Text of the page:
St Michael Cathedral is a great example of Old Russian church architecture. The greatest Orthodox Missionary in Alaska, Bishop Innokenty Veniaminov, designed it. He came to Sitka in 1834, returned to Russia in 1838, and became a bishop in 1840. He was the first Bishop of Alaska, and upon his return to Sitka in 1841, he began planning the construction of the cathedral. Bishop Innokenty laid the cornerstone in 1844 and hired carpenters and craftsmen to build it. The building used spruce logs with an outer layer of clapboard, and sailcloth covered the ceilings and walls for insulation and acoustics. The history of St Michael Cathedral began when a ship carrying the St Michael icon sank, along with all its valuable cargo, 30 miles short of its destination. Thirty days after the Neva sank, the undamaged crate carrying the icon washed ashore at Sitka and local residents found it On 20 November 1848, Bishop Innokenty consecrated St Michael the Archangel Russian Orthodox Cathedral. The building is laid out in the form of a cross, with three altars dedicated from left to right to the Mother of God “of Sitka”, St Michael the Archangel, and St Innokenty.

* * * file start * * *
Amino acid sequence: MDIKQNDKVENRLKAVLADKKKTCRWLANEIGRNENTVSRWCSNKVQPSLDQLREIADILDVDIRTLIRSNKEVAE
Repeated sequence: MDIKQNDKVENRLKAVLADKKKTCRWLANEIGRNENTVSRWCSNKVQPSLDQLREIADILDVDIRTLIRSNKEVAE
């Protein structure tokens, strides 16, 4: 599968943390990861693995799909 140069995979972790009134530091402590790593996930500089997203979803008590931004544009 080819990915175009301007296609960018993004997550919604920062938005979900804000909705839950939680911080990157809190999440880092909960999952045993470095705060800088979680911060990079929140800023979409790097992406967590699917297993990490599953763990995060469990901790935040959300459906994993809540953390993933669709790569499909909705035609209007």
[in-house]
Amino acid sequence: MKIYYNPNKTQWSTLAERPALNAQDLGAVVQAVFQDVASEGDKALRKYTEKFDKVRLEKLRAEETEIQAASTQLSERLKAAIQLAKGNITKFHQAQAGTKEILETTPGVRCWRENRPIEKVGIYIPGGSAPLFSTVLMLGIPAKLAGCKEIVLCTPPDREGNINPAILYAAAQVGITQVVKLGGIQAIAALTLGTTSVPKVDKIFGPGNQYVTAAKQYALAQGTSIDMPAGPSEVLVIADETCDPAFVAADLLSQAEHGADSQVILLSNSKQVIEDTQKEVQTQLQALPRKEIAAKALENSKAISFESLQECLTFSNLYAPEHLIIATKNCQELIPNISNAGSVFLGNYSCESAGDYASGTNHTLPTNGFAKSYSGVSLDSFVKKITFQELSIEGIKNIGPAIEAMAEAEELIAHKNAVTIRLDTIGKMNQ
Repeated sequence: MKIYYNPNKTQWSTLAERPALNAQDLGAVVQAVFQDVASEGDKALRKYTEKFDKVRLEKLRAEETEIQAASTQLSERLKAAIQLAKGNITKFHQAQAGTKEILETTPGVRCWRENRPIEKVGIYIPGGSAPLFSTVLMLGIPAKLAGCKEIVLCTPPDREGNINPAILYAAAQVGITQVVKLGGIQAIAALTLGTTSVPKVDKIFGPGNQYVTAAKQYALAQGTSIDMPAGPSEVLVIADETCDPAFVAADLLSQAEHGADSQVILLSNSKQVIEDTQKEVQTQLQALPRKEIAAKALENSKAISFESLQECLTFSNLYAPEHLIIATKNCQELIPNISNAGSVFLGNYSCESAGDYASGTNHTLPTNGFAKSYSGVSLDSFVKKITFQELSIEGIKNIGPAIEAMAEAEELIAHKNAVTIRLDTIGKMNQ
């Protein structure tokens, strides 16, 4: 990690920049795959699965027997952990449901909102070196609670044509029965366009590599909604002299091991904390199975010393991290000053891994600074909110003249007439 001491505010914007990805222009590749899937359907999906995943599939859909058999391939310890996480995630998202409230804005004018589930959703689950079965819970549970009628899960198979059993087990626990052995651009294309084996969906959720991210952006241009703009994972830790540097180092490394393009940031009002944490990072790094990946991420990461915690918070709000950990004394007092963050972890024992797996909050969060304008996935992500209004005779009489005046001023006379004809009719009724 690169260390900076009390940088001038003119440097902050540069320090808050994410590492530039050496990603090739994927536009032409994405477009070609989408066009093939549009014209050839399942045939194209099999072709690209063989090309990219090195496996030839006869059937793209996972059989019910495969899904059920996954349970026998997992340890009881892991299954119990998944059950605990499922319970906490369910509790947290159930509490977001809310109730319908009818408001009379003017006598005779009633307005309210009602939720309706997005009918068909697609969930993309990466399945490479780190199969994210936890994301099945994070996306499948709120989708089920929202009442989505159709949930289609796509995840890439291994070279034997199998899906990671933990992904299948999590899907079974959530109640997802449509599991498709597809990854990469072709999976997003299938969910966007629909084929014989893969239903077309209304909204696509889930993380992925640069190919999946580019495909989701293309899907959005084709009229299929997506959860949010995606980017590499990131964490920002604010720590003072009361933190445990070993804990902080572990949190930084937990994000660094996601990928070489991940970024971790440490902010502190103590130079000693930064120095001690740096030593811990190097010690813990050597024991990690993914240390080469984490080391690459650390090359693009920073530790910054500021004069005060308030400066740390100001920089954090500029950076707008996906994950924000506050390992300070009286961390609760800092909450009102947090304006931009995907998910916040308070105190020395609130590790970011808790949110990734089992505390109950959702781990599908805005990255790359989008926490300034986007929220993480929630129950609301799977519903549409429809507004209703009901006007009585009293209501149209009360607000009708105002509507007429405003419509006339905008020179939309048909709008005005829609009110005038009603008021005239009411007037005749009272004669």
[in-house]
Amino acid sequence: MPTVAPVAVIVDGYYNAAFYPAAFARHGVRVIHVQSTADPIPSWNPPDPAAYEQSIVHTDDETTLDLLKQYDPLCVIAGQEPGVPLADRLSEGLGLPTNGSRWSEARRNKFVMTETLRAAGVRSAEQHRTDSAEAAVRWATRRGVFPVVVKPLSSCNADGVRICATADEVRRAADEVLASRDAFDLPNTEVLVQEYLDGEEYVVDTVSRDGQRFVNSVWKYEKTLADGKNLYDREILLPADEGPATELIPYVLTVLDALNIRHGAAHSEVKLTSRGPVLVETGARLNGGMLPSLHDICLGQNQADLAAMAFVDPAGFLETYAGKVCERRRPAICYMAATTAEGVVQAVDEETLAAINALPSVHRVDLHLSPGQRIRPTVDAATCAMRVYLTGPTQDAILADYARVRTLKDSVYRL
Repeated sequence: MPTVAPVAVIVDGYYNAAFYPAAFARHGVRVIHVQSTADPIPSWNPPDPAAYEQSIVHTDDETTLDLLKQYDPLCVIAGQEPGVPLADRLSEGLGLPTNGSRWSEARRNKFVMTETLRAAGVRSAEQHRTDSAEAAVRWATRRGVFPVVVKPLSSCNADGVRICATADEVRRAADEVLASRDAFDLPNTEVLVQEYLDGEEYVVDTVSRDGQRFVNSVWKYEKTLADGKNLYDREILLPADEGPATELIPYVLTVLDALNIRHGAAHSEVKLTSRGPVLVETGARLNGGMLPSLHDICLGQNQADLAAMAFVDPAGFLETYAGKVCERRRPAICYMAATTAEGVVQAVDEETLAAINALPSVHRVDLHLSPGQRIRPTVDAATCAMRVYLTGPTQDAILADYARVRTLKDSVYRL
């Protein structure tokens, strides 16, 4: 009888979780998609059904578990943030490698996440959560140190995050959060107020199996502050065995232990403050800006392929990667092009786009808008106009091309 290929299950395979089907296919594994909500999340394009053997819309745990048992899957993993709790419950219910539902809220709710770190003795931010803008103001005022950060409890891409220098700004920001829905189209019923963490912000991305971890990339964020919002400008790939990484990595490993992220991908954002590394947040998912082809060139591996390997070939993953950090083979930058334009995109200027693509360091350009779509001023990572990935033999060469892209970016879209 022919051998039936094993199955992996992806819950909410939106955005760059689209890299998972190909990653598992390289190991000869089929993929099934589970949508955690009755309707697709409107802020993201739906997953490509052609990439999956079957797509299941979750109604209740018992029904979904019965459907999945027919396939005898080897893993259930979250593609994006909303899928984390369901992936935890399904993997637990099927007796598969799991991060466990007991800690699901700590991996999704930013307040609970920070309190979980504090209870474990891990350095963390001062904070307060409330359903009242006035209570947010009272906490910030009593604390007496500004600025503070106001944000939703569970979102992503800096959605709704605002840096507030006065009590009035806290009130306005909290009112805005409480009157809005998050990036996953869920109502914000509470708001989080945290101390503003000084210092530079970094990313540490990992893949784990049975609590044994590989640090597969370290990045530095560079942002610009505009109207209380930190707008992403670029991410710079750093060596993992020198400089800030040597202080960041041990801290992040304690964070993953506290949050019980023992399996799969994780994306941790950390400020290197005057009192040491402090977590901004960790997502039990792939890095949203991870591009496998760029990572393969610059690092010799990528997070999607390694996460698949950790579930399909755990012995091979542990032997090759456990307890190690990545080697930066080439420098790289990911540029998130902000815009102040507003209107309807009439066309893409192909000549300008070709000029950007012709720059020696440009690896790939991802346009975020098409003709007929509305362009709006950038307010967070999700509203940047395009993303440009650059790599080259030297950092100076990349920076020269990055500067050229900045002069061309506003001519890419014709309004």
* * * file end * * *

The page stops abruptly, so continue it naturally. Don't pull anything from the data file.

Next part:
Bishop Innokenty learned how to speak the Tlingit language, and the Tlingits loved him, as he went all-out to understand their way of life and spiritual needs. He provided them with medicine and vaccines. Today, 90 percent of the cathedral congregation is Tlingit, as well as other native groups. The music in the liturgy is sung a capella (unaccompanied voice) in English, Slavonic, Tlingit, Aleut, and Yupik. Bishop Innokenty eventually returned to Russia and became the Metropolitan of Moscow and all the Russias. The Church canonised him a saint in 1977.
On 2 January 1966, tragedy struck the cathedral. A fire in Sitka’s business district in the middle of the night eventually spread to the church. Scores of local people rushed to the cathedral, where they formed human chains to remove most of the treasures… original artworks, icons, and religious objects, at the risk of their own lives. Unfortunately, the fire destroyed the structure, the clock built by Bishop Innokenty, Bishop Innokenty’s library, and bells. The Icon of the Last Supper above the Royal Doors in the main altar also perished in the blaze. Immediately after this tragedy, concerned citizens made plans to rebuild the cathedral in its original form, beauty, size, and style. They formed the Sitka Historical Restoration Committee, including many prominent citizens. It took 10 years to rebuild due to the difficult conditions peculiar to Alaska. The original plans were extant and they used them in the reconstruction. The replacement was completed and consecrated on 21 November 1976. The generous support of thousands of people in Sitka, throughout Alaska, and Lower 48 states made all of it possible.
The National Parks Service designated St Michael Cathedral a National Historical Monument and the OCA Holy Synod of Bishops named it an architectural and historical monument. To this day, its clergy serve a full cycle of liturgical services to accommodate the needs of Orthodox believers in Sitka, and it’s the “Mother Cathedral” of the Orthodox Church in America.
20 August 2014